A Whole Life

A friend reminded me of this Gibran Khalil Gibran poem yesterday. So beautiful.

Do not love half lovers
Do not entertain half friends
Do not indulge works of the half talented
Do not live half a life
and do not die half a death
If you choose silence, then be silent
When you speak, do so until you are finished
Do not silence yourself to say something
And do not speak to be silent
If you accept, then express it bluntly
Do not mask it
If you refuse then be clear about it
for an ambiguous refusal is but a weak acceptance
Do not accept half a solution
Do not believe half truths
Do not dream half a dream
Do not fantasize about half hopes
Half a drink will not quench your thirst
Half a meal will not satiate your hunger
Half the way will get you no where
Half an idea will bear you no results
Your other half is not the one you love
It is you in another time yet in the same space
It is you when you are not
Half a life is a life you didn’t live,
A word you have not said
A smile you postponed
A love you have not had
A friendship you did not know
To reach and not arrive
Work and not work
Attend only to be absent
What makes you a stranger to them closest to you
and they strangers to you
The half is a mere moment of inability
but you are able for you are not half a being
You are a whole that exists to live a life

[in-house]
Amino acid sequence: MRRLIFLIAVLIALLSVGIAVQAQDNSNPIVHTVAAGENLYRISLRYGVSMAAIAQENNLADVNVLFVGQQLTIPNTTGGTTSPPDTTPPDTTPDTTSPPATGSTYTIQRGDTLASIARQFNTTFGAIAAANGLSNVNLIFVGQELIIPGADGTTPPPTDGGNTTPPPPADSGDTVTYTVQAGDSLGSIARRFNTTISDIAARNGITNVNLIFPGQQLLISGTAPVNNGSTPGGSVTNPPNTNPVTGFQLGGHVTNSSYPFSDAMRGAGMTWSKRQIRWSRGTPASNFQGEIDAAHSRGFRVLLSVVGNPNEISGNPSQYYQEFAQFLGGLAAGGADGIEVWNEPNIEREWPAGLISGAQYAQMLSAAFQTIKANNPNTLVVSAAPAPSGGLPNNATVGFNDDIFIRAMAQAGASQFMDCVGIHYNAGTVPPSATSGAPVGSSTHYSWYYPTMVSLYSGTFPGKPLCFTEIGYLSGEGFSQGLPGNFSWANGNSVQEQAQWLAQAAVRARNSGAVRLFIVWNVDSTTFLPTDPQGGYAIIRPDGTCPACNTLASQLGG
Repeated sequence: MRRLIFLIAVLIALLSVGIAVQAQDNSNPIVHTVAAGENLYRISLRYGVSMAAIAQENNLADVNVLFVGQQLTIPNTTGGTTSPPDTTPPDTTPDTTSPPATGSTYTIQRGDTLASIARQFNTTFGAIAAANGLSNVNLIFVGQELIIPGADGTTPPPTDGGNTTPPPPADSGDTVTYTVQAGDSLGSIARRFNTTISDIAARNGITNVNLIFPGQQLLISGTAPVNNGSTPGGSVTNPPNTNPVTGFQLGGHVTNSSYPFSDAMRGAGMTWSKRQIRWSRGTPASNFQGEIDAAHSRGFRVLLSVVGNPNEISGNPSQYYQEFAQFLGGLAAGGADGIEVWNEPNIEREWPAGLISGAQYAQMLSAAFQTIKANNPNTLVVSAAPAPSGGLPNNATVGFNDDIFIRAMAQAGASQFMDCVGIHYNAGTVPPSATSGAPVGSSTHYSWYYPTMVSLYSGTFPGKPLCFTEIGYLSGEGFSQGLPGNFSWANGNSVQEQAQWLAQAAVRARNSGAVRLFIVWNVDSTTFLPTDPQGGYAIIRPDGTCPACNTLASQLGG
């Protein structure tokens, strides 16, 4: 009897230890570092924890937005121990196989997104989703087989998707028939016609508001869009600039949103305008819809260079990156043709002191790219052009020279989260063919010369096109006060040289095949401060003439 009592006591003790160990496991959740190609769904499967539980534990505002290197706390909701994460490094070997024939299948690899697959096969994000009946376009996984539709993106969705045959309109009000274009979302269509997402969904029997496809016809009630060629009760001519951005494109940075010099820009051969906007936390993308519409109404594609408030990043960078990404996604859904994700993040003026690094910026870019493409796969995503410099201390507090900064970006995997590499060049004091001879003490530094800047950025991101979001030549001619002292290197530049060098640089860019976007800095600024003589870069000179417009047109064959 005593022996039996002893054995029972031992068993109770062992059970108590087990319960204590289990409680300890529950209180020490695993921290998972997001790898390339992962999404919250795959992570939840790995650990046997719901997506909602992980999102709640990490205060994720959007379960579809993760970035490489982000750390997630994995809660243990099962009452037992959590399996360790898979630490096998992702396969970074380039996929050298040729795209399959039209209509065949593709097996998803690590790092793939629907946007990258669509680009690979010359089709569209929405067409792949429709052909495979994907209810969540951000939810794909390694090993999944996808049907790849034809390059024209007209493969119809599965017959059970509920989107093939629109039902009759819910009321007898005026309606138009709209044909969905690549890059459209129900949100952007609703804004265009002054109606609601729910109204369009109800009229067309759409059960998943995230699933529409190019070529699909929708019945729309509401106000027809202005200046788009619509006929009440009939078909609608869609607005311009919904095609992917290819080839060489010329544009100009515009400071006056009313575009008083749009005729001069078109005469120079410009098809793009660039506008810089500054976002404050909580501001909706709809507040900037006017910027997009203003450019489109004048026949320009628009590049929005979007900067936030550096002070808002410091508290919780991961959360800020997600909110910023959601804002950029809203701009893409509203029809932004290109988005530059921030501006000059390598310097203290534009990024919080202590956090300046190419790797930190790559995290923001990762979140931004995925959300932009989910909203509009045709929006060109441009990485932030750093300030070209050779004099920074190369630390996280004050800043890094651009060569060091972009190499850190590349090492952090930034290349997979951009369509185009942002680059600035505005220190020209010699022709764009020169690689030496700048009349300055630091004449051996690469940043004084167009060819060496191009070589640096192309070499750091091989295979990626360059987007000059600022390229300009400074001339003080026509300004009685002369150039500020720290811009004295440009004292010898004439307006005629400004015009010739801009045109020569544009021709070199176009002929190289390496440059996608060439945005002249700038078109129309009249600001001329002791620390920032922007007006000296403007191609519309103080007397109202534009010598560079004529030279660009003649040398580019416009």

not a half life

Instagram Poet

Rupi Kaur is a writer, artist, and instagram poet who has been getting a lot of attention recently. Her messages resonate with a lot of women I know -- they're straightforward, honest, and emotionally intense. In the words of her publisher, “Rupi’s honest, authentic voice speaks to young people who relate to her depiction of pain and struggle but ultimate sense of hope. Rupi is not afraid to challenge taboos, and this brave form of expression inspires her readers” (here).

Rupi explains how her identity influences her poetry: "being a brown woman growing up in the west, where the ideal woman was white, sent me on a terrifying journey. i was already doubting who i was because . . . women like me were not represented at all. anywhere. so i had no one to look up to. that looked like me. that had parents like mine. that spoke my language. that carried my strong punjabi features. it all happens subconsciously. you are convinced you are ugly. and even if you know you’re beautiful, you think you cannot be beautiful enough. those experiences pushed my work. i was forced to ask myself the difficult questions. i had to look at myself in the mirror, make a list of things i disliked about me and write about those so i could learn and figure out ways to fall in love with them. so that i could show other brown women why we need to celebrate the things that make us unique" (interview here).